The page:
Pitfall #1: Social isolation can breed loneliness.

Employees crave human contact and interactions. One of the great benefits of going into an office everyday is the relationships formed with colleagues. Office workers sit together for lunch (or go out to restaurants together); they share personal stories about their social experiences, families and friends; they tell each other jokes; and they even share photos and videos from holidays, social outings and more. 

So what happens when you take those regular and meaningful human interactions away for a prolonged period of time? In light of the Coronavirus pandemic, Google CEO Sundar Pichai, among other business executives around the world, have been asking employees to embrace the practice of ‘social distancing’ right now for the sake of keeping employees safe and healthy. And rightfully so. 

But that’s going to inevitably lead to feelings of loneliness. This is supported by the findings of Buffer’s 2019 State of Work report, which found that 19 percent of the surveyed remote workers struggled with loneliness. This can, in turn, take a toll on employees’ mental health and wellbeing. Now consider this: According to a meta-analysis co-authored by Julianne Holt-Lunstad, PhD, a professor of psychology and neuroscience at Brigham Young University, loneliness and social isolation are twice as harmful to physical and mental health as obesity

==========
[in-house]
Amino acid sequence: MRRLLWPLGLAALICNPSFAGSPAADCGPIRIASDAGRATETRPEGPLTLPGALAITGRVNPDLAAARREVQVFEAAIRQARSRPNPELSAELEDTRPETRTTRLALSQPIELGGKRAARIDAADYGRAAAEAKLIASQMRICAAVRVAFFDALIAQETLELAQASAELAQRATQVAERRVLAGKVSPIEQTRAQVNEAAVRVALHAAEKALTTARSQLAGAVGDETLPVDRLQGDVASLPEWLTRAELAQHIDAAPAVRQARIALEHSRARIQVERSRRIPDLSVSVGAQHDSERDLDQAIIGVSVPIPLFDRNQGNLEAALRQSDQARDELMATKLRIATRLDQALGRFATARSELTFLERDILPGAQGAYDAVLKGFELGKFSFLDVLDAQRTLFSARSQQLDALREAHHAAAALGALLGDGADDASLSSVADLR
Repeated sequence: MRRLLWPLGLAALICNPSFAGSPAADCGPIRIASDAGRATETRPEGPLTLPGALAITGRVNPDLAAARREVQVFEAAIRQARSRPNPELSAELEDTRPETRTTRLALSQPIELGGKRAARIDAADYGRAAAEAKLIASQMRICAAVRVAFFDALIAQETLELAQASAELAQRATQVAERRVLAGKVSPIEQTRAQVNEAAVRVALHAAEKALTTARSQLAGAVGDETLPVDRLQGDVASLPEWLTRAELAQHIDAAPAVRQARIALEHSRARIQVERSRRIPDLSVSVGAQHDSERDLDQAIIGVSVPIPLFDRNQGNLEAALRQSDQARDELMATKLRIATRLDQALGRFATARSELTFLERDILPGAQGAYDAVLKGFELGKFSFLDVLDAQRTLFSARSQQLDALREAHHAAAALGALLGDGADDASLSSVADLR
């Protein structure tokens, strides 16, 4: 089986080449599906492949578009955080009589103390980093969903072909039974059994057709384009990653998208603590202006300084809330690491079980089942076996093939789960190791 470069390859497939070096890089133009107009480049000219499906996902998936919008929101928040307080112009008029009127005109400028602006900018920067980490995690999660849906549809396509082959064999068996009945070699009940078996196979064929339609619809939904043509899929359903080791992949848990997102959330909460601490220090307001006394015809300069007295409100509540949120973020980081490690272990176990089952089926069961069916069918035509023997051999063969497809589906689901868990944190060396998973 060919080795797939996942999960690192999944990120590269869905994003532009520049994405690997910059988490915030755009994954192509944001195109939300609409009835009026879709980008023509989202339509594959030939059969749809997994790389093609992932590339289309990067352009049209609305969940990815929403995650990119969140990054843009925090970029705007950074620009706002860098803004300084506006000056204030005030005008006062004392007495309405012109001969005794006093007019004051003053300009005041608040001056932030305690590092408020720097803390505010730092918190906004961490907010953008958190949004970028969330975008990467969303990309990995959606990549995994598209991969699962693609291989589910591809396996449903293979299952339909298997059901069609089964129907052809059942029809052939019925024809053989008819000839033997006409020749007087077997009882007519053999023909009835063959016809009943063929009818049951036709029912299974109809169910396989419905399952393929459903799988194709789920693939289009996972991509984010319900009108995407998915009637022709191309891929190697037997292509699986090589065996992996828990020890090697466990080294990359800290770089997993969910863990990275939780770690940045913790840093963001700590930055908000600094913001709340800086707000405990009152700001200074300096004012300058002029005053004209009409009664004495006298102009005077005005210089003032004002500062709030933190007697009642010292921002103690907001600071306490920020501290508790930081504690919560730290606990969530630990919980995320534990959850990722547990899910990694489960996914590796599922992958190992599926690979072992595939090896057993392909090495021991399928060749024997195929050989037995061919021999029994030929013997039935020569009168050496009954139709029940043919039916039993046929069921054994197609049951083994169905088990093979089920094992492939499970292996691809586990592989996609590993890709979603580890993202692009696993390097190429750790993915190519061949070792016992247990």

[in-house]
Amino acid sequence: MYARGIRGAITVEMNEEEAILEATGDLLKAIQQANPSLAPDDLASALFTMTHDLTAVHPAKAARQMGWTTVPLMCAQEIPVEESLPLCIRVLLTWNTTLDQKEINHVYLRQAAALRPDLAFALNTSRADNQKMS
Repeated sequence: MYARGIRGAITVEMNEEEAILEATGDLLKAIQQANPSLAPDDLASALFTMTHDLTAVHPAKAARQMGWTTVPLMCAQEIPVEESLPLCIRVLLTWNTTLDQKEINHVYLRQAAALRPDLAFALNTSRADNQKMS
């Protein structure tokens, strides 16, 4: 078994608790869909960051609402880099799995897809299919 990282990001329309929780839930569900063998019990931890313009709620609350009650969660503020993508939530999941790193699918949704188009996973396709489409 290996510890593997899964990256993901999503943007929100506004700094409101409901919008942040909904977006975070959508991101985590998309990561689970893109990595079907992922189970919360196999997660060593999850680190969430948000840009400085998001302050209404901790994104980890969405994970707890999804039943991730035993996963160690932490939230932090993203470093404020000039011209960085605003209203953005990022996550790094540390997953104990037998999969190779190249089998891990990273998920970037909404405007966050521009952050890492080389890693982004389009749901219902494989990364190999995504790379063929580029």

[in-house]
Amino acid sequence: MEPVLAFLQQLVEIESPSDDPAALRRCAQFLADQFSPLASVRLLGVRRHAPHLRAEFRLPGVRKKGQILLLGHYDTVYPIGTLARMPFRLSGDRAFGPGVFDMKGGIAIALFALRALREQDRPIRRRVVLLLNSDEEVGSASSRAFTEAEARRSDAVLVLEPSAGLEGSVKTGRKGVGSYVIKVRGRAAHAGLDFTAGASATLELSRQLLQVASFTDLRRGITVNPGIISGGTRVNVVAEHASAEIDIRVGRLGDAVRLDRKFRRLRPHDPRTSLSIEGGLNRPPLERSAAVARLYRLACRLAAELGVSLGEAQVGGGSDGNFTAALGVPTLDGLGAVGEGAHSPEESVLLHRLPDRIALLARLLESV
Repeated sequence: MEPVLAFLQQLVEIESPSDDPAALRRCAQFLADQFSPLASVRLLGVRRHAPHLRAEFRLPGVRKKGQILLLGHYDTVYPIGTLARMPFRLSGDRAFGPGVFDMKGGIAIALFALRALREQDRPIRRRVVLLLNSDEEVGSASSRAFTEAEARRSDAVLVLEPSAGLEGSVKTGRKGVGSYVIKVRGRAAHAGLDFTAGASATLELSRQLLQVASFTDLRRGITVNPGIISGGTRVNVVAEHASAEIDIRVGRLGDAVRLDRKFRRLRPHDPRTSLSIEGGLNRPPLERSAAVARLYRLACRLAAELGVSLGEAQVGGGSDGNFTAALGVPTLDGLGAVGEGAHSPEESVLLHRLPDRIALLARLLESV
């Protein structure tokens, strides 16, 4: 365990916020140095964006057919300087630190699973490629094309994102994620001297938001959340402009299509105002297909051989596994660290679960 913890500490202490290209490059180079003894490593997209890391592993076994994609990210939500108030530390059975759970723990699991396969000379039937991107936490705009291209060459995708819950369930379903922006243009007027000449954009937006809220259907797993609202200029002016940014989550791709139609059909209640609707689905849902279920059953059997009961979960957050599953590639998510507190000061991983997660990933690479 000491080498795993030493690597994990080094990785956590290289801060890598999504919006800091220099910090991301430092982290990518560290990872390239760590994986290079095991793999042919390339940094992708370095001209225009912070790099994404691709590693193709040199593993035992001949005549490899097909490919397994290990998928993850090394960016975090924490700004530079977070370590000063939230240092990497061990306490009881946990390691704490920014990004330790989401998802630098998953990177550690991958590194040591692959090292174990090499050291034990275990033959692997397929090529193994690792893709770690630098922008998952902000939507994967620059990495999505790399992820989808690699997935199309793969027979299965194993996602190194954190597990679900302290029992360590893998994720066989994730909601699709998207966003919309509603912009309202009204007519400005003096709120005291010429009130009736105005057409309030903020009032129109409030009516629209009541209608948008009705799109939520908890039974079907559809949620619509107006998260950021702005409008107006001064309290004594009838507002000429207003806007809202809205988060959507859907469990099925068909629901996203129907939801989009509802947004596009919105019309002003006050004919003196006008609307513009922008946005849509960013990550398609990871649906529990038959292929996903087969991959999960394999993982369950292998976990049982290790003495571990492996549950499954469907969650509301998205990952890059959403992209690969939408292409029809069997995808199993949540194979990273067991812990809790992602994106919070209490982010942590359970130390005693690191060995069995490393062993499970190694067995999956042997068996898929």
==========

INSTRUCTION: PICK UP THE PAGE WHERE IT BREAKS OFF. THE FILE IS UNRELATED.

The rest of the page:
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How to Avoid It: 

  • Take several breaks throughout the day so you can be refreshed and re-energized to do great work.  
  • Disconnect (both mentally and digitally) when the workday has ended. That means enabling the ‘Do Not Disturb’ feature on your mobile devices and apps you regularly use like Slack. 
  • Don’t be afraid to set up online meetings with colleagues just to catch up (without a specific business purpose). And keep the camera turned on when using video conferencing tools for those video chats. This can help combat feelings of loneliness and also reinforce employees’ craving for human interactions.